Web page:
The InCryptid series tends to be a bit lighter, more whimsical, and somewhat more tongue-in-cheek than most of McGuire’s other work. While it takes the material seriously, there’s a fair amount of quirky nonsense and sly in-jokes which permeate the background and make this an entertaining, fast-paced, non-taxing sort of brain candy for the urban fantasy fan. Present are the much-loved Aeslin mice, for whom every event is a potential holiday or ritual, for instance. McGuire’s characters don’t always come off as the most complicated or deep, tending instead to revolve around a set of quirks and traits, sacrificing deep internal development for wry humor and on-the-fly adaptation. Alex is a cryptozoologist who likes weird critters and really isn’t sure how far to trust his girlfriend. He’s a decent guy with commitment issues and a colony of talking mice in his attic, and that’s all you really need to know. He doesn’t need a tragic backstory when he has a scientifically-reanimated Frankensteinian grandfather, and a grandmother who’s not even human. He doesn’t need a trenchcoat and sword when he knows the best way to counteract the glare of the cockatrice. He’s…well, almost an ordinary guy trapped in an extraordinary world.
In fact, that’s the real hook. Alex Price, for all his skills and training and knowledge, feels like the most normal guy in a completely bonkers setting, surrounded by things which shouldn’t exist and trying to keep half of them from eating the other half. When he’s negotiating how much time an eight-year-old girl can spend with her future husband the giant cobra, he feels like the straight man in a John Cleese movie. And that ability to stay cool is what serves him well.
The plot itself moves along quite cheerfully, one part mystery, one part urban fantasy. McGuire throws in enough red herrings and surprises that the outcome is never entirely certain, and the true identity of the bad guy(s) actually comes as a surprise. There’s elements of action, romance, and of course all the frogs with feathers you could ever hope to see in a book. There’s also something called a Church Griffin, described as “a breed of miniature griffin that basically combines the raven with the Maine Coon cat” and even though intellectually I know it’s a really bad idea, I still want one. Like, seriously.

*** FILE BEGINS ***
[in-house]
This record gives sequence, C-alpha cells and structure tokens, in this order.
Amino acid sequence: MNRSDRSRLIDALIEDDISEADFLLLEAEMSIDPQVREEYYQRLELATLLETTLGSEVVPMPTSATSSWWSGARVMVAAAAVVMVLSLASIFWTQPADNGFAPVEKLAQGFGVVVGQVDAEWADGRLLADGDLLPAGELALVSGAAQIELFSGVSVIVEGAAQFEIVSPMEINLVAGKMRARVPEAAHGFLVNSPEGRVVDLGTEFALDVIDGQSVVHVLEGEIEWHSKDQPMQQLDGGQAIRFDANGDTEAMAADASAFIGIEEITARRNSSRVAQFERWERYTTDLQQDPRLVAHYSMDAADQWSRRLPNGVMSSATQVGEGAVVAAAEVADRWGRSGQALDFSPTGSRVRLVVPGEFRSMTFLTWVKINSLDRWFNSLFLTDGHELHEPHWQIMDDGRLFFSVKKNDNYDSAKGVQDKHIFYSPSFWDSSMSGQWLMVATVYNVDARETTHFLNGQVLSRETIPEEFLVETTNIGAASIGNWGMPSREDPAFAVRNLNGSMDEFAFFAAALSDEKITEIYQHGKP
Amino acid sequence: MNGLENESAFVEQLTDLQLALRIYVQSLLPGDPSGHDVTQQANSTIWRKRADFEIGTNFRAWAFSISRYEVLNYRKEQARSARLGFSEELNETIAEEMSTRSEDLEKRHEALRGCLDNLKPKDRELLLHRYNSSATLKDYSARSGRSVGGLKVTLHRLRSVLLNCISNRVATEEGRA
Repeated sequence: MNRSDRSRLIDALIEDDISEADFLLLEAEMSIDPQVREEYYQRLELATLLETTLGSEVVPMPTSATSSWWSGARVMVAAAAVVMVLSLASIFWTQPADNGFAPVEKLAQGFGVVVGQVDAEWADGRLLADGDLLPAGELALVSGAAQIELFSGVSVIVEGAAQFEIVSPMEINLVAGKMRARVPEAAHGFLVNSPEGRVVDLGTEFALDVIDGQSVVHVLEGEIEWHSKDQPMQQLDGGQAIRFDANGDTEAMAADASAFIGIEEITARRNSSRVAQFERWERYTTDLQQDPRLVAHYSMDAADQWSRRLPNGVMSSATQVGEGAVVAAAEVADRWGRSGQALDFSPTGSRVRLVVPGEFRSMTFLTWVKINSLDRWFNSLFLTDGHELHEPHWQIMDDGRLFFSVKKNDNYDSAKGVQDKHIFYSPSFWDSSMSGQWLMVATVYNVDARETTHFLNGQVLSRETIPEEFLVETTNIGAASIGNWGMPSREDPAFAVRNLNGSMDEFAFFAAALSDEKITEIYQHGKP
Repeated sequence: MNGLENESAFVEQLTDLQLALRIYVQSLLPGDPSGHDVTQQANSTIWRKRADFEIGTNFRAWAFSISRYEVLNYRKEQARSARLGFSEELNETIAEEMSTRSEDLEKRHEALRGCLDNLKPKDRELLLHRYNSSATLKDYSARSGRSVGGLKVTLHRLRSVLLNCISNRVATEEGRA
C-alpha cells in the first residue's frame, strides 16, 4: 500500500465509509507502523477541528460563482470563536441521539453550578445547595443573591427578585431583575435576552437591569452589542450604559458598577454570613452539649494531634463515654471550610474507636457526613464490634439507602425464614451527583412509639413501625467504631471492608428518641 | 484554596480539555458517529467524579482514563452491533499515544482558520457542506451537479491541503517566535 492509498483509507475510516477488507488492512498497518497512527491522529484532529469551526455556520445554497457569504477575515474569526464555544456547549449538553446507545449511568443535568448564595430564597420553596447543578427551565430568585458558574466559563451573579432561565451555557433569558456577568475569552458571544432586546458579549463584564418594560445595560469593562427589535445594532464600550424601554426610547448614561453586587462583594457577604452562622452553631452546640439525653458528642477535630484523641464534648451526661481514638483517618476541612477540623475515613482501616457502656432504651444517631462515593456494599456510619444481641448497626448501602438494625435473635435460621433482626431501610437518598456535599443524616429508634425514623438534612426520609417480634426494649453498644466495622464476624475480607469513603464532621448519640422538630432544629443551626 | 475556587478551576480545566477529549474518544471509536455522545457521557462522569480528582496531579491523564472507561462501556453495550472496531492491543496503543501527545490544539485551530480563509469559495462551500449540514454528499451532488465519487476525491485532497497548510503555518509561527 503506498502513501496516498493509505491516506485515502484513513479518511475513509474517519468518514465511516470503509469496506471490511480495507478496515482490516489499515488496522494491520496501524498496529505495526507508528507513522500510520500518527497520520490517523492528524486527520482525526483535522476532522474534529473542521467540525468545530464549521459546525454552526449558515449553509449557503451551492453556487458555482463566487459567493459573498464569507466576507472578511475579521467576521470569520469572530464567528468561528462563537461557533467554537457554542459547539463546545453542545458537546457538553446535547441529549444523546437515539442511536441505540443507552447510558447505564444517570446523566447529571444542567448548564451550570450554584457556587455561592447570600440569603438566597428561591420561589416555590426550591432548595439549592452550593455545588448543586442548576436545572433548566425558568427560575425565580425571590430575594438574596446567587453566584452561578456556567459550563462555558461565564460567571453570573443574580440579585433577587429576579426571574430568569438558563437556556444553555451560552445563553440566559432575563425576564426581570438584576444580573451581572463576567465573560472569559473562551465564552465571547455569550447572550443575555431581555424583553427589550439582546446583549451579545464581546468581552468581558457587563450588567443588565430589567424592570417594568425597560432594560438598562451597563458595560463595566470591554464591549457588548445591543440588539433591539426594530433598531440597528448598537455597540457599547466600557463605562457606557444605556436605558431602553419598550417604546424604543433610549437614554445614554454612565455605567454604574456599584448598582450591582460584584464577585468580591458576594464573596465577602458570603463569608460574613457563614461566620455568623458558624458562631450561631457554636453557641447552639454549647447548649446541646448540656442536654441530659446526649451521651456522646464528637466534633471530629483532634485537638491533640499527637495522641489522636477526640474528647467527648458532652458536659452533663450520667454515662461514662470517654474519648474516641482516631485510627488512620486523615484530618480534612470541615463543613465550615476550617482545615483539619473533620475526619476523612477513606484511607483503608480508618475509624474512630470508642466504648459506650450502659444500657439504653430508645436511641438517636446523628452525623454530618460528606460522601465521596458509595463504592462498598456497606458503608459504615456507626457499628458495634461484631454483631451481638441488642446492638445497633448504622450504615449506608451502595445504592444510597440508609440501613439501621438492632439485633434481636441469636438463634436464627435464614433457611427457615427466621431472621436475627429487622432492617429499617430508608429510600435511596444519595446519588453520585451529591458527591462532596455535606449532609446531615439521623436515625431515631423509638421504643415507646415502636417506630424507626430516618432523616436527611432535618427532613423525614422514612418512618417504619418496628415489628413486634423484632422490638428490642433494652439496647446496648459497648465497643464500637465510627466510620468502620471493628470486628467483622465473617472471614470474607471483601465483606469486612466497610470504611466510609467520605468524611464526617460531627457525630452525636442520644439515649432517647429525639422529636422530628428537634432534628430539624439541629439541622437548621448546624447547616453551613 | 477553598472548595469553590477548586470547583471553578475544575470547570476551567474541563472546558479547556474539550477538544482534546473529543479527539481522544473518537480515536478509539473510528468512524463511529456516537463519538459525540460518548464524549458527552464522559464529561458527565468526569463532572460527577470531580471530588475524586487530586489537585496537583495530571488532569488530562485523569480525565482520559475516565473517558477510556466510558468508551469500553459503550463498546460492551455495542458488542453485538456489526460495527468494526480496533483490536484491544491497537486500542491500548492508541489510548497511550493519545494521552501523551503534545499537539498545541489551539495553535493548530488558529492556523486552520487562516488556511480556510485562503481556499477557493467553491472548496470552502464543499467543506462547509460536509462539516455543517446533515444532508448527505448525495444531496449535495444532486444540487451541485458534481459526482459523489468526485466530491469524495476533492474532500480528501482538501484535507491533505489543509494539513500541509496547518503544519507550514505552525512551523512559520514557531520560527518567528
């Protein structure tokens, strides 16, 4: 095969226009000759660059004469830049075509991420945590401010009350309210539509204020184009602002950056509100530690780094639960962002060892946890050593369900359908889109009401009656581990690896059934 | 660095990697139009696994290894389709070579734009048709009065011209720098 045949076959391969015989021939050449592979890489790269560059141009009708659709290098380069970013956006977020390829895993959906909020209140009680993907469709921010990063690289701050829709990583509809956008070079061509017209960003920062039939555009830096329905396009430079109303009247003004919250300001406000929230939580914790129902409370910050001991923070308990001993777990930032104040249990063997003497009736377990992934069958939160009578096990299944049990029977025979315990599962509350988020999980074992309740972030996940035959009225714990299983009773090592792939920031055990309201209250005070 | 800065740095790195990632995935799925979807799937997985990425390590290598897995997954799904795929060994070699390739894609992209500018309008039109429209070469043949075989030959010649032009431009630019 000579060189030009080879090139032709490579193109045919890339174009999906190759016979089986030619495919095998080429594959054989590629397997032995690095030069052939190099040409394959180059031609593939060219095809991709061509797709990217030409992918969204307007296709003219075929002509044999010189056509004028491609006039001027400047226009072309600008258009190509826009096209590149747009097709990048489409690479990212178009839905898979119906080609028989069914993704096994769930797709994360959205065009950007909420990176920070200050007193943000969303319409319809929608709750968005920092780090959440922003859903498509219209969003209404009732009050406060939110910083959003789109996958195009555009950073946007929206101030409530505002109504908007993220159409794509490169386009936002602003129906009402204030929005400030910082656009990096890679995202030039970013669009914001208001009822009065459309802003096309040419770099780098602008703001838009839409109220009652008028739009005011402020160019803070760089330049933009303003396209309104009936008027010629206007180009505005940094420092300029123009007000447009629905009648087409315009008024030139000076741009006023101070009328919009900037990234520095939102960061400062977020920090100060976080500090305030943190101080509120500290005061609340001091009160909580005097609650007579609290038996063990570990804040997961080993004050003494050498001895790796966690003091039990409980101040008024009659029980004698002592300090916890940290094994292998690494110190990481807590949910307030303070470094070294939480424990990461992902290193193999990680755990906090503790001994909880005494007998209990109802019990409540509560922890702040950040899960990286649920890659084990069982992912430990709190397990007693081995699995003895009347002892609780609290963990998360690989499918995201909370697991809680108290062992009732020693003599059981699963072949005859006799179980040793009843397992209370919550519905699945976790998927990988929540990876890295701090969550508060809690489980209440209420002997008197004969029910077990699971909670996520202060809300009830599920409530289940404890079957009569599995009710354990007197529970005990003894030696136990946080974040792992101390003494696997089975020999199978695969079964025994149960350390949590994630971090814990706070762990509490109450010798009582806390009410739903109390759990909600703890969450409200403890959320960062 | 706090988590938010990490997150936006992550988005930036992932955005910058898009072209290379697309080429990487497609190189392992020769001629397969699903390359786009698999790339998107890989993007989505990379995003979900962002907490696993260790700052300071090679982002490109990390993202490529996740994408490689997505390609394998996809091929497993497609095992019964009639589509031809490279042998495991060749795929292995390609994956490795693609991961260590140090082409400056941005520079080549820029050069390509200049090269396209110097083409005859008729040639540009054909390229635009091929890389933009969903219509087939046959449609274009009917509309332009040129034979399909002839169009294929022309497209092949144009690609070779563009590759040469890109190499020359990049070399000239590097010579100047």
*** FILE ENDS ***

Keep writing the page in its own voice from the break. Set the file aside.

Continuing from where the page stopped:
Don’t go into this book looking for great literature or deep thoughts. Go into it because it’s slightly over-the-top fun, a genuinely entertaining good time, an urban fantasy that, despite the title, isn’t about the imminent end of the world. The best way to describe this is to say that McGuire writes for a wide audience, and this is an accessible series that doesn’t require a lot of commitment. Better still, this book effectively acts as a jumping-on point to those just coming in. Because of the change in lead from the first two books, it’s not necessary to have read them to know what’s going on. It helps, sure; for those who remember Cousin Sarah from Midnight Blue-Light Special, this does pick up on her story after the events of that book. But new readers can definitely check this out and be happy.
In short: All Hail the God of Scales and Silence! All Glory to the Science Rules of Science! Praise Unto the Book of Things With Stony Gazes!
Michael M. Jones is a writer, editor, and book reviewer. He lives in Southwest VA, with a pride of cats, way too many books, and a wife who translates Geek-to-Mundane for him. He is the self-proclaimed High Pornomancer of the Golden Horde, and the editor of Scheherazade’s Façade. For more information, visit him and an ever-growing archive of reviews at Schrodinger’s Bookshelf.